Is this the end of Yasuni National Park?

| 3rd September 2013
The threatened biodiversity of Yasuni includes 590+ species of birds, 250+ species of reptiles and amphibians, 200+ species of mammals, 4,000+ species of plants and an unspecified number of insects’ species (100,000+).
With the collapse of the Yasuni-ITT Initiative, and the Ecuadorian President claiming he has no choice but to drill for oil in one of the world's most pristine areas of rainforest, Gerald Lebrun explains why we must resist and fight this harder than ever......
The Yasuni must become a symbol of the struggle for sustainable development

The Yasuní-TT Initiative was a unique scheme, supported by 90% of the Ecuadorian population, under which the Ecuadorian state agreed not to exploit, indefinitely, about 850 million barrels of oil in the Yasuní National Park. 

The Park was designated by UNESCO in 1989 as a Biosphere Reserve and is one of the world's top 20 biodiversity hotspots. In the Yasuní territory there are also several indigenous populations, including members of the Waorani people, the Tagaeris and the Taromenanes, who live in voluntary isolation. 

The thinking behind the Yasuní-ITT Initiative was to avoid atmospheric emissions of 400 million metric tons dioxide carbon, but it would also indirectly protect uncontacted indigenous groups and the biodiversity from oil exploration already present in the Ecuadorian Amazon jungle. 

In exchange for this protection, the Ecuadorian government sought $3.6 billion of financial compensation from the international community - equivalent to half of the profits that would have been earned from the exploitation of this resource. 

The Yasuni must become a symbol of the struggle for sustainable development

However, in his televised speech of August 15, 2013, President Rafael Correa officially confirmed the termination of the Yasuni-ITT initiative, stating;

"El mundo nos ha fallado" "the world has let us down"

Rafael Correa ended the Initiative, stating he had only received $13.3 million under the Yasuni-ITT agreement, but this figure is disputed with Ivonne Baki the manager of the Trust, the amount collected via the UN funds totaled $376 million. (It is interesting to note too there was a distinct lack of financial support from the US and China - the two countries that contribute most to the greenhouse effect.)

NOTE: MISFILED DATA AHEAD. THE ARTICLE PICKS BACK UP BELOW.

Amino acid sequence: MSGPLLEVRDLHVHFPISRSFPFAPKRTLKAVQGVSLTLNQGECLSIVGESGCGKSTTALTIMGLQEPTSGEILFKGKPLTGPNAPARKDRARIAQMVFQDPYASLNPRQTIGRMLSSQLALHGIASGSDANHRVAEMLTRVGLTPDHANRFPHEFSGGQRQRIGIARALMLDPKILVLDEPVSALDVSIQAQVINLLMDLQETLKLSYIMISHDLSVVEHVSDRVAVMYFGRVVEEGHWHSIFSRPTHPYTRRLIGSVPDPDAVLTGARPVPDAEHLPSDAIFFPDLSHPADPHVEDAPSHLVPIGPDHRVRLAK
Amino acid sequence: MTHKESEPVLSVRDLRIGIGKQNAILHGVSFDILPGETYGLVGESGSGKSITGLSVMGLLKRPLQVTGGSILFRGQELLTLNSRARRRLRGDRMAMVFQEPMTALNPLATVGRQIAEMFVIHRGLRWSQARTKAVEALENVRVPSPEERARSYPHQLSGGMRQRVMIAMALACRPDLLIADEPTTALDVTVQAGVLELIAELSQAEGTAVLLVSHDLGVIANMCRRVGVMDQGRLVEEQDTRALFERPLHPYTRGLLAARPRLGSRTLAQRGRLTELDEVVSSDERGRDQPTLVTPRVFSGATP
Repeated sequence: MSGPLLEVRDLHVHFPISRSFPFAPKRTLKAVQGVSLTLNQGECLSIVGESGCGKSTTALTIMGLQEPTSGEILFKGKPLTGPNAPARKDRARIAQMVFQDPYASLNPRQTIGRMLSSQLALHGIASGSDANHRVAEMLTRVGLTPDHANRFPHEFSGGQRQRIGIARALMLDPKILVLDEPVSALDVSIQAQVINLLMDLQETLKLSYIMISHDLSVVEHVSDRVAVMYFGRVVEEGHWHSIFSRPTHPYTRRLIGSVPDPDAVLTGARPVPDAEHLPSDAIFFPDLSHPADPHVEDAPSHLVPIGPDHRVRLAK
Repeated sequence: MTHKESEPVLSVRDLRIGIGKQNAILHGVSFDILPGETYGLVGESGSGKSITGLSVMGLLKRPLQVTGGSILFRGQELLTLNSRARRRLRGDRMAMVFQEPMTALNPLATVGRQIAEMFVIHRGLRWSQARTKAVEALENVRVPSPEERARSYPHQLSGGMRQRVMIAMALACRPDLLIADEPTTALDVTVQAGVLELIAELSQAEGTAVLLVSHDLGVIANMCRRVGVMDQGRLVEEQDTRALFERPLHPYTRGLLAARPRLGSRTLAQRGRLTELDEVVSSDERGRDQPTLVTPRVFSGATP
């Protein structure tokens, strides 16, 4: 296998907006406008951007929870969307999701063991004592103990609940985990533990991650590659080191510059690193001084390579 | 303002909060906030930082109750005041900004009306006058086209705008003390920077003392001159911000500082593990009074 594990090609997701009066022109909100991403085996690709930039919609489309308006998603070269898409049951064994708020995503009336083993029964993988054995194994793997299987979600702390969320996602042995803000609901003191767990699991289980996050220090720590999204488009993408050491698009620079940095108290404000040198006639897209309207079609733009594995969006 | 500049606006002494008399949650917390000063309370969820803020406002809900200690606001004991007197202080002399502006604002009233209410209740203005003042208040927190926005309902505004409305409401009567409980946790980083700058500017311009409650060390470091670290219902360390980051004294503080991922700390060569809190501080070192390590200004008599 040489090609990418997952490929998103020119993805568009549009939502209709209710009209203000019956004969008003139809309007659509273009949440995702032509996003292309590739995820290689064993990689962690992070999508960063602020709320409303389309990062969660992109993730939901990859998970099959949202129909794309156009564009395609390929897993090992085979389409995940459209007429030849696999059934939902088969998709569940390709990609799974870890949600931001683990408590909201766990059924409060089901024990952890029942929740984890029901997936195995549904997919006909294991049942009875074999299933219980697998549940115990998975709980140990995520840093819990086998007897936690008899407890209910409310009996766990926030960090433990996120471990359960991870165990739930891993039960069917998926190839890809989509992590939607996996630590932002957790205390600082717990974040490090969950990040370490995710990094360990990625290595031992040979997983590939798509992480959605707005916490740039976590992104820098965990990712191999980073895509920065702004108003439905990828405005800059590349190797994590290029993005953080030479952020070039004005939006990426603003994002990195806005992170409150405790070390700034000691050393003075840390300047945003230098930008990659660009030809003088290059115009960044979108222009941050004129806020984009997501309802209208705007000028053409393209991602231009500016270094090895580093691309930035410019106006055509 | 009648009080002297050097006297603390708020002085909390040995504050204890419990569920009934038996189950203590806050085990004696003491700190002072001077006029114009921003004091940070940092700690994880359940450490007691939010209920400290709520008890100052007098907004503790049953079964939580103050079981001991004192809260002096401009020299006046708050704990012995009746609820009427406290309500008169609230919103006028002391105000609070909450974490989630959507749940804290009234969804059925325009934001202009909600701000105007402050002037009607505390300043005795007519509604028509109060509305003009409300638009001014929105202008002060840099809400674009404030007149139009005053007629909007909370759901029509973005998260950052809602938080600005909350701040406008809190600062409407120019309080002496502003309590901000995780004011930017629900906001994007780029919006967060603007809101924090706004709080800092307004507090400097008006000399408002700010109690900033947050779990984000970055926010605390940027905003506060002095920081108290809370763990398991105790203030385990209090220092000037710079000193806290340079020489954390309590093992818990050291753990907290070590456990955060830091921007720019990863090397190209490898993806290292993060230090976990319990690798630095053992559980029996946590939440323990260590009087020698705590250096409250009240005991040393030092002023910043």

But looking beyond this polemic on international contributions we find that it is actually a fallacious pretext. Whilst the Ecuadorian President appeared to champion the protection of a National Park, the Ecuadorian government was cutting the same Park into blocs for future exploitation. So how could Rafael Correa believe that the world would rally together and donate when he threatened to deploy "Plan B", i.e. the exploitation of the Park, if the international community did not pay?

Journalists, activists, campaigners and politicians have denounced the progress of oil exploitation in the Amazon, particularly the Biosphere Reserve of which Yasuni is a part, with increasing vehemence over the last decade. Yet the exploitation of Yasuni began as far back as the 1990s, with the drillings of the Maxus Company, after which the main road that allows access to the heart of the Park is now named. And currently over 40% of the Park is already divided into blocks that are allocated to domestic and foreign oil companies. 

With a poor history of commitment to preservation plus the steady increase in oil activities around the Yasuni it is likely many countries may have been discouraged from donating. And from the very beginning, there has been a sense that this whole initiative is no more than a shameful employed masquerade to boost the green credentials of the Ecuadorian government.

Ecuador is totally dependent on its oil resources which account for over 50% of its exports. However, oil revenues have not been used to seriously develop the potential of other sectors such as agriculture.

The Pacific coast of the country has a fertile soil and a humid tropical climate and could develop tropical crops with a higher value than the current banana monoculture. Neither has the oil wealth benefitted the majority of working Ecuadorians - instead it has merely created an urban middle class who work for the oil companies, furthering societal divides.